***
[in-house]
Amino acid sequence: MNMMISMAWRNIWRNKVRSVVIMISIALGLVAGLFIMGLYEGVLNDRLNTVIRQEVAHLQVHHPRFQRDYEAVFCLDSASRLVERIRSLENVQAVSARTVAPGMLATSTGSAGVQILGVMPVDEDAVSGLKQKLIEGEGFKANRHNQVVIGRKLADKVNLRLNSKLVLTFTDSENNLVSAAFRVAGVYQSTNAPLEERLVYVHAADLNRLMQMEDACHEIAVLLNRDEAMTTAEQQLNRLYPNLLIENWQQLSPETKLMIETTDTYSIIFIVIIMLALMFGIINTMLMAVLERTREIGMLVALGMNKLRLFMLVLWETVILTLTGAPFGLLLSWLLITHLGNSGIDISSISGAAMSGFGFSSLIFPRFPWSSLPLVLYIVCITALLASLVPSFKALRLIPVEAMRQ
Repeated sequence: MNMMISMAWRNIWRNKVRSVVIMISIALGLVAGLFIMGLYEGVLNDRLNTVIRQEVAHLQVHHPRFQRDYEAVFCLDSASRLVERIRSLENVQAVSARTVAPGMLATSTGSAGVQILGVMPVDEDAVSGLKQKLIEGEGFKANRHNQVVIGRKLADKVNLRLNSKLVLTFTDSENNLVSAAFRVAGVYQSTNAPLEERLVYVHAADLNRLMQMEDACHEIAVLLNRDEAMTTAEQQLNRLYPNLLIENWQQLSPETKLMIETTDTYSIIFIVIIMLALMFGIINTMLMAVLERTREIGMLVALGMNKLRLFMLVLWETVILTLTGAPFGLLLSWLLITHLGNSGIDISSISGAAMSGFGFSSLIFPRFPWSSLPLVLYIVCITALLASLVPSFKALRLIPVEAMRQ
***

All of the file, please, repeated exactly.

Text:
[in-house]
Amino acid sequence: MNMMISMAWRNIWRNKVRSVVIMISIALGLVAGLFIMGLYEGVLNDRLNTVIRQEVAHLQVHHPRFQRDYEAVFCLDSASRLVERIRSLENVQAVSARTVAPGMLATSTGSAGVQILGVMPVDEDAVSGLKQKLIEGEGFKANRHNQVVIGRKLADKVNLRLNSKLVLTFTDSENNLVSAAFRVAGVYQSTNAPLEERLVYVHAADLNRLMQMEDACHEIAVLLNRDEAMTTAEQQLNRLYPNLLIENWQQLSPETKLMIETTDTYSIIFIVIIMLALMFGIINTMLMAVLERTREIGMLVALGMNKLRLFMLVLWETVILTLTGAPFGLLLSWLLITHLGNSGIDISSISGAAMSGFGFSSLIFPRFPWSSLPLVLYIVCITALLASLVPSFKALRLIPVEAMRQ
Repeated sequence: MNMMISMAWRNIWRNKVRSVVIMISIALGLVAGLFIMGLYEGVLNDRLNTVIRQEVAHLQVHHPRFQRDYEAVFCLDSASRLVERIRSLENVQAVSARTVAPGMLATSTGSAGVQILGVMPVDEDAVSGLKQKLIEGEGFKANRHNQVVIGRKLADKVNLRLNSKLVLTFTDSENNLVSAAFRVAGVYQSTNAPLEERLVYVHAADLNRLMQMEDACHEIAVLLNRDEAMTTAEQQLNRLYPNLLIENWQQLSPETKLMIETTDTYSIIFIVIIMLALMFGIINTMLMAVLERTREIGMLVALGMNKLRLFMLVLWETVILTLTGAPFGLLLSWLLITHLGNSGIDISSISGAAMSGFGFSSLIFPRFPWSSLPLVLYIVCITALLASLVPSFKALRLIPVEAMRQ